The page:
Keyboard shortcuts for File/Properties, Vector, Text & Object…which I have no intention of reading any time soon.
Figma Font installer (only download if working in browser)*
Download font installer before importing Sketch file to new project, or import will fail.
*Desktop App doesn’t require font installer
The nice part is, that when you import your Sketch file, it opens up as separate categories, namely, Symbols, Styles and Colour Palette. I see this as a good piece in workflow for creating your visual design system, and keeping everything in one centralised point for various team members to work from or reference. No risks of having too many versions from too many designers. Everyone just works with the one file to update and improve library along the way. (Once again…a trust issue for a solo designer)
You’ll find the option to download Font Installer in the menu under “Personal”
Interactivity : Framer
HTML / JS / CSS
Introducing Figma’s Integration with Framer
Today I’m excited to announce Figma is integrating with Framer! After releasing Figma in beta last December, our top…
Vector [ ✓ ]
Project Management [ ✓ ]
Wireframes [ ✓ ]
Hi-fi Prototype [ ✓ ] — Sketch/Photoshop import options or Create new in Editor
Adaptive layouts [ ✓ ]
Custom Libraries [ ✓ ]
Create : Design System— [ ✓ ]
CSS (add to elements) [ ✓ ]
Interactivity [ ✓ ] —Integrates with Framer : (Live editing) to add layers, states & events (create design and the code is created for you) — So basically Framer to Figma is what Principle is for Sketch
Collaboration [ ✓ ] — multiplayer editing mode (Great for the iterative design process — feedback loop always open!)
User Interview preparation [ No ] — Figma is ideal for Collaborative effort in the creation of a Visual Design System.
User Testing [ ✓ ] — Not to the extent of UXPin. In this case you’ll have to use Figma mirror for device preview, and record via another application like LookBack* … Unless there is a record option in Figma, but I don’t see it.
*by the way, LookBack is no longer free…but it is definitely worth getting.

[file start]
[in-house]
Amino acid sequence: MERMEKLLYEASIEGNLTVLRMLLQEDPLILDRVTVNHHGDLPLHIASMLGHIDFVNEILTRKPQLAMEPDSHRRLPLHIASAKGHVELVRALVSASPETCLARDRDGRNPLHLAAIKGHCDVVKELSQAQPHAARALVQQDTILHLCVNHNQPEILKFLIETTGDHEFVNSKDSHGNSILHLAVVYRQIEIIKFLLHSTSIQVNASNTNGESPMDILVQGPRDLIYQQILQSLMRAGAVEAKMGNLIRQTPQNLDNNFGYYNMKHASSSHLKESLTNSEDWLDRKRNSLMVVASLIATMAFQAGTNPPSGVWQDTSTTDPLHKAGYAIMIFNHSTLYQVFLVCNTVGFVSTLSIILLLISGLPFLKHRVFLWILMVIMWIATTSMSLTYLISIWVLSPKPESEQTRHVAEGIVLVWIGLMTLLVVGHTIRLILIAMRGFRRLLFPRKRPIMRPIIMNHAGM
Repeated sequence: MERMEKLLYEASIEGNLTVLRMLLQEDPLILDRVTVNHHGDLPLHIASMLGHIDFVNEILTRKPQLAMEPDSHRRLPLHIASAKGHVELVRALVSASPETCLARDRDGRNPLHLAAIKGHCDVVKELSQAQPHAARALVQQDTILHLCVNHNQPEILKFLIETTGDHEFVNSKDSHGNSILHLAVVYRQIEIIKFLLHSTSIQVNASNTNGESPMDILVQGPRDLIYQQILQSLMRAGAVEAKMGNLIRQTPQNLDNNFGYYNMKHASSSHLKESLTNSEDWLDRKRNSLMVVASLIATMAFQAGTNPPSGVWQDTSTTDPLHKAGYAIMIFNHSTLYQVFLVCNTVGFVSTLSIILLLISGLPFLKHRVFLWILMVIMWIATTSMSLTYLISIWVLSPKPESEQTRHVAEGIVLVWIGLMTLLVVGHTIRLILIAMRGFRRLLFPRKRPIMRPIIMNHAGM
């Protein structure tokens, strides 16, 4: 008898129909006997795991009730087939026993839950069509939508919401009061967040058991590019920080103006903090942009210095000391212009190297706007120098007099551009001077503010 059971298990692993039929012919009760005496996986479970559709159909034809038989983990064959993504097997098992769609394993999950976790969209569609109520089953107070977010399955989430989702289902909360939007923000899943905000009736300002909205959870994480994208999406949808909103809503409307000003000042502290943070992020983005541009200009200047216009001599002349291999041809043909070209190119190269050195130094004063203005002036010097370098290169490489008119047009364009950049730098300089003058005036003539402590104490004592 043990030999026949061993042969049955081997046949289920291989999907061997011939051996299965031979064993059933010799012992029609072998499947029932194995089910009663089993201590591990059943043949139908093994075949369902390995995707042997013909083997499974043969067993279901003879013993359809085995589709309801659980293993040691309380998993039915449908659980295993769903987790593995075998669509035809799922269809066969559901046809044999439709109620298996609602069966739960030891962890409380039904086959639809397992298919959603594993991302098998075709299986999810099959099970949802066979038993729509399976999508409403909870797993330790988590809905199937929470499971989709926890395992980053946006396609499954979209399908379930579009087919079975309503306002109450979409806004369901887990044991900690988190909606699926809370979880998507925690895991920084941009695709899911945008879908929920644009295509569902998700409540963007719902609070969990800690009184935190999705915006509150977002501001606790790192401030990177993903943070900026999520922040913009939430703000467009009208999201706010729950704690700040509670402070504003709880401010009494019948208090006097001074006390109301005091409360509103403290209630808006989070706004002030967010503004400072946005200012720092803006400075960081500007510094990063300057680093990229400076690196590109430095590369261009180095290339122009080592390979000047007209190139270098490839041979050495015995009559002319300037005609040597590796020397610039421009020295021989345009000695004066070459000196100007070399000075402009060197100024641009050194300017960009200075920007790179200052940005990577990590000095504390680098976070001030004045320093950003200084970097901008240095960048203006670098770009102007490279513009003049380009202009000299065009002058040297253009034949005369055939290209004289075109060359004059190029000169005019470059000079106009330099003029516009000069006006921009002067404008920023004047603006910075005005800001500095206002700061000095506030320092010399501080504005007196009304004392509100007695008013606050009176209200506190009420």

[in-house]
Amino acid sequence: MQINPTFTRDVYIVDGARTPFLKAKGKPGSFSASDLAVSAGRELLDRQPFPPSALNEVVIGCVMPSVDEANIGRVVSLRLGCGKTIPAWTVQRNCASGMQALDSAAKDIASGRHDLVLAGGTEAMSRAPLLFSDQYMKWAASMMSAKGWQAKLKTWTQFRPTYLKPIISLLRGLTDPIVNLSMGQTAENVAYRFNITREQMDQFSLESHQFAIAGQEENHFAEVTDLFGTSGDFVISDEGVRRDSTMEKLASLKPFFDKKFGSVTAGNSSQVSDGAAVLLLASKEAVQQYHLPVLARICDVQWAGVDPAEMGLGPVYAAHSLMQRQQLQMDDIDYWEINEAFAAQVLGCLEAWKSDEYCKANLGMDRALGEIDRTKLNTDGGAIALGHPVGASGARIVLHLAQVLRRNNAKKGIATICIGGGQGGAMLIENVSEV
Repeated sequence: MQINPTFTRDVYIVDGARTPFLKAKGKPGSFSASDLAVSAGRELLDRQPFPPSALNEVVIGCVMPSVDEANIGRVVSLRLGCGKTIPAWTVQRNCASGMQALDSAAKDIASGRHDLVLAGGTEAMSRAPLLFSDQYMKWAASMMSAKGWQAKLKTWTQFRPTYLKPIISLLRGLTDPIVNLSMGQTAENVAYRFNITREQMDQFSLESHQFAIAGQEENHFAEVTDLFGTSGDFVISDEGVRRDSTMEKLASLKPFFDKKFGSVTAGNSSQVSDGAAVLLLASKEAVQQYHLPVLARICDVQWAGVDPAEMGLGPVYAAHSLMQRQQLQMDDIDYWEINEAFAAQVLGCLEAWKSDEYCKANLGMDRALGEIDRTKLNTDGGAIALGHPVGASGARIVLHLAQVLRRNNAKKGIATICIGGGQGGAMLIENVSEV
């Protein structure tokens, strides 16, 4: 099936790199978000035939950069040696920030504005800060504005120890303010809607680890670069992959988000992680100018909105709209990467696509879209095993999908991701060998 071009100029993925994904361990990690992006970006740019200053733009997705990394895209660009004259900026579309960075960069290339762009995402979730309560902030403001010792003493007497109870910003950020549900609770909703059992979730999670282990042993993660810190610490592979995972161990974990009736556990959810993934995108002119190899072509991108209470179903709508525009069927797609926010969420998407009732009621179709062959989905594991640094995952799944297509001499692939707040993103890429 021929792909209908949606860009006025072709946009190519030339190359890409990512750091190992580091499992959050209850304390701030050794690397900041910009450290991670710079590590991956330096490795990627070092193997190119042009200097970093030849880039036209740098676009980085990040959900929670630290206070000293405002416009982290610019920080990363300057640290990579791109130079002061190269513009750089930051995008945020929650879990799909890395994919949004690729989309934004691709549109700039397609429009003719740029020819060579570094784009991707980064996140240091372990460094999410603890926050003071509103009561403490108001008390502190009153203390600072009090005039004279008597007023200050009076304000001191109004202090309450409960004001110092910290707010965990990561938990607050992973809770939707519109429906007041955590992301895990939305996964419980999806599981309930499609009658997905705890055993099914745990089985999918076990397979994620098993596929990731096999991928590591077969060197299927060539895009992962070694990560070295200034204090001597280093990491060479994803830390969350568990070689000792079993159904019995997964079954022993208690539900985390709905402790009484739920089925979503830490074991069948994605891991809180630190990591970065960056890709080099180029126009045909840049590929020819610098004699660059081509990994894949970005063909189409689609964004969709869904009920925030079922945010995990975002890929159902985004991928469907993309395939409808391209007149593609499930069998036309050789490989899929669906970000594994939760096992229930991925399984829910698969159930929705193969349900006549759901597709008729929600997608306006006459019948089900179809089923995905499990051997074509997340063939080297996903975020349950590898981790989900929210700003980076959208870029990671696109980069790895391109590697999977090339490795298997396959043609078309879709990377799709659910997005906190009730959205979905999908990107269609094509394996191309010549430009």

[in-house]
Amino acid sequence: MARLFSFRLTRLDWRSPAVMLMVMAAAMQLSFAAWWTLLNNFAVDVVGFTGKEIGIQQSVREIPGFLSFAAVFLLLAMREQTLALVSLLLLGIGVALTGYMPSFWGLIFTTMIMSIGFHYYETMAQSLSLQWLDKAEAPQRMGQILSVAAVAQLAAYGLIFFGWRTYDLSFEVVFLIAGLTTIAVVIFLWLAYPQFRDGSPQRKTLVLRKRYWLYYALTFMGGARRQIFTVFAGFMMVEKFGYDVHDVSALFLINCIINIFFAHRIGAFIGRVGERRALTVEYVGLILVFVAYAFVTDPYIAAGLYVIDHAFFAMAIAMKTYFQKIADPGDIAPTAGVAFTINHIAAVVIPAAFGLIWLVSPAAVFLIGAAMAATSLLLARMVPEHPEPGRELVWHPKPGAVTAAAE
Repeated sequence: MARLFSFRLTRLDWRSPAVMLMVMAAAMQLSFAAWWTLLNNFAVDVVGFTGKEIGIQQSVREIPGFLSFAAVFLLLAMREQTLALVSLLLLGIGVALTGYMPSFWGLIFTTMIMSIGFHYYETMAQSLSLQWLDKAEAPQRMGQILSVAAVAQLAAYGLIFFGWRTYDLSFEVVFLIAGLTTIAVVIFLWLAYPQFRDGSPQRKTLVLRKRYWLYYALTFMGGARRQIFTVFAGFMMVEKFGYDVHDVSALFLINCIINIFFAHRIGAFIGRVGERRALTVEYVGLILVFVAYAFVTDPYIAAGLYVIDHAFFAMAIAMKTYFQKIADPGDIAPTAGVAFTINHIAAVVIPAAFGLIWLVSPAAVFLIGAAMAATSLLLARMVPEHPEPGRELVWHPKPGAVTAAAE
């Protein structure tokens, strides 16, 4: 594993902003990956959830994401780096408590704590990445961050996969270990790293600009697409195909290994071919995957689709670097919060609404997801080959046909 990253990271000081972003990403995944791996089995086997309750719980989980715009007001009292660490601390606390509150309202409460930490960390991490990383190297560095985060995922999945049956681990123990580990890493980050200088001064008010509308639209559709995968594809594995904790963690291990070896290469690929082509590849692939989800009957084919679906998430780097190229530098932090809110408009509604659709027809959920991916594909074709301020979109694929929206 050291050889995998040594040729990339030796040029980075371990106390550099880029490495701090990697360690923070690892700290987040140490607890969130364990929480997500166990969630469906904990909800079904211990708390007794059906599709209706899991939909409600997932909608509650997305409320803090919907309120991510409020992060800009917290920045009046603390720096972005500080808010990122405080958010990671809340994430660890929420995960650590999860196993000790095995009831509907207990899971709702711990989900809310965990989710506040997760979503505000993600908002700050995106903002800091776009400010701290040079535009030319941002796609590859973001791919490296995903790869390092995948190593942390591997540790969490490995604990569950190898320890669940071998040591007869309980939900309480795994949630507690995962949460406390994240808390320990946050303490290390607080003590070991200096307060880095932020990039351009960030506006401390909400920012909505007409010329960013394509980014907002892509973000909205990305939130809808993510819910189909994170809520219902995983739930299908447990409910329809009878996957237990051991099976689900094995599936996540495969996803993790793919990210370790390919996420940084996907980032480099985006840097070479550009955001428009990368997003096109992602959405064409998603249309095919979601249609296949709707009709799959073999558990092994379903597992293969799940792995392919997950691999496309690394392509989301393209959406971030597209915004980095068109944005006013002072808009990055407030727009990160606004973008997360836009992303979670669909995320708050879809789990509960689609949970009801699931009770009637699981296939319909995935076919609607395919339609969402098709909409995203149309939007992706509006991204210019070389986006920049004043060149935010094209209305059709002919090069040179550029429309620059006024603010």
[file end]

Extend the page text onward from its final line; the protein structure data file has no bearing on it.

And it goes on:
Version control [ ✓ ]
Export options [ ✓ ] Png, Jpg, Svg, Fig
User Interface Management System [ ✓ ]
Platform independent [ ✓ ] — Online & Offline editing. No Mac vs PC dilemma : Mac & Windows Desktop downloads available. (& Runs on cloud, in browser — So to all the Photoshoppers who use the excuse that they don’t want to move to Sketch because it’s Mac only…there’s no longer an excuse to hold the team back.
Budget buy — for the freelancer/startup [ ✓ ] — 3 month trial, instead of the usual 7–30 day trial of most apps. Play for 3 months, then decide if it’s an investment or not. (but you’d still have to download something like LookBack for UT and Framer for interactive prototypes)
On the whole it’s basically like Sketch with a dark UI and missing the plugins and symbols (missing symbols makes me not really want to use it at all). But it does have the Project Management side of things, which Sketch lacks, and to be able to work in real time with multiple team members eliminates so much wasted time of waiting for responses (multiplayer editing and vector networks is freakin’ awesome!). Considering it doesn’t have the cool UT features like UXPin, it makes up for it with multiplayer mode.
It makes sense to work efficiently with symbols and plugins in Sketch, or to add Figma to your workflow to pimp your Photoshop process.
For those who want to stick with Photoshop, you can start in PS, and then use Figma thereafter to perfect your design system and standardise things in Figma.
If this is not what it’s meant to be used for, then sorry, but this is what makes sense to me. This is how I see the workflow, until both Adobe & Sketch catch up with each other and provide all the features within their respective applications.
For the Photoshoppers…It’s great to just use Adobe CC and ensure all your libraries sync. So that version control, assets, CSS etc are available to the rest of the team.
But I can see the benefits of using Figma. I just don’t see it as replacing Sketch unless it adds symbols feature. And the fact that it’s vector…well, I’m half sold.
Personally, I know in the long run, Adobe XD will win the battle of the prototyping software. I haven’t used it yet, but I’m sure it will win, mostly because
it’s platform independent, and most designers would make the move from Photoshop to XD quicker, based on the similar workspace — easier transition. (For now…Sketch is still on top)
But Figma is in a league of it’s own for now. I see it as an add-on in the current workflow…but if they add a symbols feature in Figma, then I’ll cross over.
Here’s a nice breakdown of Figma vs Sketch by a unicorn who designs, codes and writes: Mengto…It’s worth reading.
Just in case you’re wondering, I am not affiliated with any company ( — I do not get paid to write). On a mission to sift through the bullsh*t and test products/processes for myself. Because there are no definite answers, only opinions everywhere.
I am not an expert. I have just found hacks to do what I need to. And always question if there’s a “right” or better way. I’m an “almost” normal “Design.erd” who works remotely in search of better processes, people, products…while adding to my principles along the way.
These are my opinions, based on curiosity, a desire for knowledge and inspired by my values. It’s not rocket science!